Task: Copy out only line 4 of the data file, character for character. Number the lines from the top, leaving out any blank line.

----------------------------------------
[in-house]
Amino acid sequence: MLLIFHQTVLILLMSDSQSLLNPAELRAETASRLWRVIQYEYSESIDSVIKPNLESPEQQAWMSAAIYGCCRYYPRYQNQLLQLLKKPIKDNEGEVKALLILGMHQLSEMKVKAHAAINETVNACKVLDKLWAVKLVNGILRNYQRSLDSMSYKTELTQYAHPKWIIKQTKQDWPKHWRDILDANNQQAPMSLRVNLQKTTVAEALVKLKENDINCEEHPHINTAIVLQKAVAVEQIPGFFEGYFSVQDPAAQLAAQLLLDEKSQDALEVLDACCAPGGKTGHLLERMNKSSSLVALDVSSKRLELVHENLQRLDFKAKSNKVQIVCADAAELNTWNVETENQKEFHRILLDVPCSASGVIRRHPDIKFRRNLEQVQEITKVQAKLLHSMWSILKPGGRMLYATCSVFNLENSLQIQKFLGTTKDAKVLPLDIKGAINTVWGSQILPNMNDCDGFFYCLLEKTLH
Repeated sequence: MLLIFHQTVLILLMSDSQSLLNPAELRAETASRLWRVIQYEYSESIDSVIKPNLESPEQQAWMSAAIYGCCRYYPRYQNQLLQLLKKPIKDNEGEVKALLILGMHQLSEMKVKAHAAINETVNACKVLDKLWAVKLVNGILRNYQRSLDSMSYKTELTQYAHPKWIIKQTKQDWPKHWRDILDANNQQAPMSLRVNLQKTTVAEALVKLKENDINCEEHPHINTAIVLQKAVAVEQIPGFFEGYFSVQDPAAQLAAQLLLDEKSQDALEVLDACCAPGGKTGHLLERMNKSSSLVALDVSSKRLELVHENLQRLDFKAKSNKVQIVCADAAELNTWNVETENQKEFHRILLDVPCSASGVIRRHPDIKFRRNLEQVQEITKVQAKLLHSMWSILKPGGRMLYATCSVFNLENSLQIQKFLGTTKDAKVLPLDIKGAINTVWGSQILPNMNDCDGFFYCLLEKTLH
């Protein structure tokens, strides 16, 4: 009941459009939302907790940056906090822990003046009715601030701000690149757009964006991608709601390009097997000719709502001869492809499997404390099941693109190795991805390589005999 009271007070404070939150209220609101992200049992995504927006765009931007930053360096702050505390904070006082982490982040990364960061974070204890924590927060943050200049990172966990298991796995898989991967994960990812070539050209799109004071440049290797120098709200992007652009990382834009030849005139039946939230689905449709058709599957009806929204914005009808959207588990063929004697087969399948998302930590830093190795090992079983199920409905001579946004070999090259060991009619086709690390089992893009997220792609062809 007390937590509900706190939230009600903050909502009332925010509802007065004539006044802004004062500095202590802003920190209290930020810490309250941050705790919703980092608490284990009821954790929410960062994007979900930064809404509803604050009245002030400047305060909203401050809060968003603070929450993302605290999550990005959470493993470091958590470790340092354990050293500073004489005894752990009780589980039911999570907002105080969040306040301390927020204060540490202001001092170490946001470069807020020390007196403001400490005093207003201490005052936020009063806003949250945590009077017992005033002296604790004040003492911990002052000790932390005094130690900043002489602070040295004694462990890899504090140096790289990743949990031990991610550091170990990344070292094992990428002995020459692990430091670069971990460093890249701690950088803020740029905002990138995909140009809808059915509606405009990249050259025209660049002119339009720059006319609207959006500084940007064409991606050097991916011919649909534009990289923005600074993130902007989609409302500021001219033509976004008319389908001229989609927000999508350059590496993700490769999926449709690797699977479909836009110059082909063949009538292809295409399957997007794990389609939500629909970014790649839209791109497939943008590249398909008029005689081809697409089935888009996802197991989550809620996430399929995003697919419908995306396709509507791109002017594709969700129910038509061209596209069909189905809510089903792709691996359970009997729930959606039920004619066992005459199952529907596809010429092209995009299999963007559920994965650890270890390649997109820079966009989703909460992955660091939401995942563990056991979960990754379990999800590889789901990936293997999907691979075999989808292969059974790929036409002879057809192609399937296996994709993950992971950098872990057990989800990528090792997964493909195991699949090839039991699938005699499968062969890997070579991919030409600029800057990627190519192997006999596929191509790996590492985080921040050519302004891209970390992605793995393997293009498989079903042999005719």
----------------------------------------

């Protein structure tokens, strides 16, 4: 009941459009939302907790940056906090822990003046009715601030701000690149757009964006991608709601390009097997000719709502001869492809499997404390099941693109190795991805390589005999 009271007070404070939150209220609101992200049992995504927006765009931007930053360096702050505390904070006082982490982040990364960061974070204890924590927060943050200049990172966990298991796995898989991967994960990812070539050209799109004071440049290797120098709200992007652009990382834009030849005139039946939230689905449709058709599957009806929204914005009808959207588990063929004697087969399948998302930590830093190795090992079983199920409905001579946004070999090259060991009619086709690390089992893009997220792609062809 007390937590509900706190939230009600903050909502009332925010509802007065004539006044802004004062500095202590802003920190209290930020810490309250941050705790919703980092608490284990009821954790929410960062994007979900930064809404509803604050009245002030400047305060909203401050809060968003603070929450993302605290999550990005959470493993470091958590470790340092354990050293500073004489005894752990009780589980039911999570907002105080969040306040301390927020204060540490202001001092170490946001470069807020020390007196403001400490005093207003201490005052936020009063806003949250945590009077017992005033002296604790004040003492911990002052000790932390005094130690900043002489602070040295004694462990890899504090140096790289990743949990031990991610550091170990990344070292094992990428002995020459692990430091670069971990460093890249701690950088803020740029905002990138995909140009809808059915509606405009990249050259025209660049002119339009720059006319609207959006500084940007064409991606050097991916011919649909534009990289923005600074993130902007989609409302500021001219033509976004008319389908001229989609927000999508350059590496993700490769999926449709690797699977479909836009110059082909063949009538292809295409399957997007794990389609939500629909970014790649839209791109497939943008590249398909008029005689081809697409089935888009996802197991989550809620996430399929995003697919419908995306396709509507791109002017594709969700129910038509061209596209069909189905809510089903792709691996359970009997729930959606039920004619066992005459199952529907596809010429092209995009299999963007559920994965650890270890390649997109820079966009989703909460992955660091939401995942563990056991979960990754379990999800590889789901990936293997999907691979075999989808292969059974790929036409002879057809192609399937296996994709993950992971950098872990057990989800990528090792997964493909195991699949090839039991699938005699499968062969890997070579991919030409600029800057990627190519192997006999596929191509790996590492985080921040050519302004891209970390992605793995393997293009498989079903042999005719």